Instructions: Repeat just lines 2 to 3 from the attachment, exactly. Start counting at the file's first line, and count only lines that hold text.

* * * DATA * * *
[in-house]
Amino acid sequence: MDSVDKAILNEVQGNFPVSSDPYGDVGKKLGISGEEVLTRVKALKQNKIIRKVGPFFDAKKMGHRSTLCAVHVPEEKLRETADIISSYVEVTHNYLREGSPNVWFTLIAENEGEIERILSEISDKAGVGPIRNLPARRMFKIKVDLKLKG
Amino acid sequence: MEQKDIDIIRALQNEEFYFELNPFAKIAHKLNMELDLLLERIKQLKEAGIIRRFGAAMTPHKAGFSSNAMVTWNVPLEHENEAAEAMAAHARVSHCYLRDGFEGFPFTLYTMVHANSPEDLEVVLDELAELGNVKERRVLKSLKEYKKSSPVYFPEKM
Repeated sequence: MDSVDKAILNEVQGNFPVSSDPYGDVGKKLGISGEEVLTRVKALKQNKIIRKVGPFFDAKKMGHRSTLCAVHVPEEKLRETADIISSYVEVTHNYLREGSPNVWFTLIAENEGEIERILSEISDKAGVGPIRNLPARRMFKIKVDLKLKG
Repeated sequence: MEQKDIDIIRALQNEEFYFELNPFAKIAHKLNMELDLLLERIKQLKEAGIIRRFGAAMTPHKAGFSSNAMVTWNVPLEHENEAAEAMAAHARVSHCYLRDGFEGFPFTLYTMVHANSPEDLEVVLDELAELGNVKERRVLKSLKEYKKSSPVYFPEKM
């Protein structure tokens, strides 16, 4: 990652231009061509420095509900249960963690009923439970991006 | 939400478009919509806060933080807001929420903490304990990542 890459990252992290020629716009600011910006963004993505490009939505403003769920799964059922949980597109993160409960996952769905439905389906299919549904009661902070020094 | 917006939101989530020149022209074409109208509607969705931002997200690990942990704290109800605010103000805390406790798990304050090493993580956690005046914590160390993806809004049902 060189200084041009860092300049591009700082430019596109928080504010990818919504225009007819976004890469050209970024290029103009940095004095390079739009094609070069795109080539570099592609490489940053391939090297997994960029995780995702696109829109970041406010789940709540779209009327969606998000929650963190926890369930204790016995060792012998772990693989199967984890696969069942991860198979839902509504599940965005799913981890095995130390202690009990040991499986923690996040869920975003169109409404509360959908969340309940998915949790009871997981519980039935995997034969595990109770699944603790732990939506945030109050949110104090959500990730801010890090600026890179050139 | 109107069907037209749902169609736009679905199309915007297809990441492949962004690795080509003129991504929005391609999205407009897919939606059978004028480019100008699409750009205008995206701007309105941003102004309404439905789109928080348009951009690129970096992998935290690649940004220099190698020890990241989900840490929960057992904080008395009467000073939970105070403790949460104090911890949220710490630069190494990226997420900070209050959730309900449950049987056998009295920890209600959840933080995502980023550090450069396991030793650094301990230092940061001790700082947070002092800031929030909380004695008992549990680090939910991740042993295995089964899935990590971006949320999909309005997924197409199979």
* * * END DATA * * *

Amino acid sequence: MDSVDKAILNEVQGNFPVSSDPYGDVGKKLGISGEEVLTRVKALKQNKIIRKVGPFFDAKKMGHRSTLCAVHVPEEKLRETADIISSYVEVTHNYLREGSPNVWFTLIAENEGEIERILSEISDKAGVGPIRNLPARRMFKIKVDLKLKG
Amino acid sequence: MEQKDIDIIRALQNEEFYFELNPFAKIAHKLNMELDLLLERIKQLKEAGIIRRFGAAMTPHKAGFSSNAMVTWNVPLEHENEAAEAMAAHARVSHCYLRDGFEGFPFTLYTMVHANSPEDLEVVLDELAELGNVKERRVLKSLKEYKKSSPVYFPEKM